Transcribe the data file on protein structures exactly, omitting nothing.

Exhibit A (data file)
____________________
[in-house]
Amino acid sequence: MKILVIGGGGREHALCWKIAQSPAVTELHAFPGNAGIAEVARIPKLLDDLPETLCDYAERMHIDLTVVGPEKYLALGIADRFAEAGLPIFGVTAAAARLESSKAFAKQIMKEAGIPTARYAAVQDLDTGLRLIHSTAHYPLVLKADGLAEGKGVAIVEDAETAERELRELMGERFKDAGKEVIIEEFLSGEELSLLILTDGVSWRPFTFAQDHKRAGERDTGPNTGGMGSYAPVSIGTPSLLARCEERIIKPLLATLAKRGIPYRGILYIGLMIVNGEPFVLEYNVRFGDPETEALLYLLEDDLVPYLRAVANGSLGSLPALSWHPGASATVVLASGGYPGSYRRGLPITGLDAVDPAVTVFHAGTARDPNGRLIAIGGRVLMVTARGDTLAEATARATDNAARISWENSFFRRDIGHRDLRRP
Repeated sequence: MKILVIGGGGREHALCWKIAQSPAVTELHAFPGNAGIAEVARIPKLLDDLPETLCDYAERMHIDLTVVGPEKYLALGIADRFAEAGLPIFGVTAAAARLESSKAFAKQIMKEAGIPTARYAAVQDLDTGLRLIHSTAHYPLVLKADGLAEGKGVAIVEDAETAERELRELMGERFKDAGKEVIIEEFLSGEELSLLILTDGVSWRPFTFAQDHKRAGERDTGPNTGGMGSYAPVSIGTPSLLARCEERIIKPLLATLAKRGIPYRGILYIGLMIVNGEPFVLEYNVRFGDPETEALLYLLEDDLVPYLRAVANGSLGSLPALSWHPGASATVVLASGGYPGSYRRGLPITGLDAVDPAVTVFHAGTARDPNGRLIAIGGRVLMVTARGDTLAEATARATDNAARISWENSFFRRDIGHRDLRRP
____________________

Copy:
[in-house]
Amino acid sequence: MKILVIGGGGREHALCWKIAQSPAVTELHAFPGNAGIAEVARIPKLLDDLPETLCDYAERMHIDLTVVGPEKYLALGIADRFAEAGLPIFGVTAAAARLESSKAFAKQIMKEAGIPTARYAAVQDLDTGLRLIHSTAHYPLVLKADGLAEGKGVAIVEDAETAERELRELMGERFKDAGKEVIIEEFLSGEELSLLILTDGVSWRPFTFAQDHKRAGERDTGPNTGGMGSYAPVSIGTPSLLARCEERIIKPLLATLAKRGIPYRGILYIGLMIVNGEPFVLEYNVRFGDPETEALLYLLEDDLVPYLRAVANGSLGSLPALSWHPGASATVVLASGGYPGSYRRGLPITGLDAVDPAVTVFHAGTARDPNGRLIAIGGRVLMVTARGDTLAEATARATDNAARISWENSFFRRDIGHRDLRRP
Repeated sequence: MKILVIGGGGREHALCWKIAQSPAVTELHAFPGNAGIAEVARIPKLLDDLPETLCDYAERMHIDLTVVGPEKYLALGIADRFAEAGLPIFGVTAAAARLESSKAFAKQIMKEAGIPTARYAAVQDLDTGLRLIHSTAHYPLVLKADGLAEGKGVAIVEDAETAERELRELMGERFKDAGKEVIIEEFLSGEELSLLILTDGVSWRPFTFAQDHKRAGERDTGPNTGGMGSYAPVSIGTPSLLARCEERIIKPLLATLAKRGIPYRGILYIGLMIVNGEPFVLEYNVRFGDPETEALLYLLEDDLVPYLRAVANGSLGSLPALSWHPGASATVVLASGGYPGSYRRGLPITGLDAVDPAVTVFHAGTARDPNGRLIAIGGRVLMVTARGDTLAEATARATDNAARISWENSFFRRDIGHRDLRRP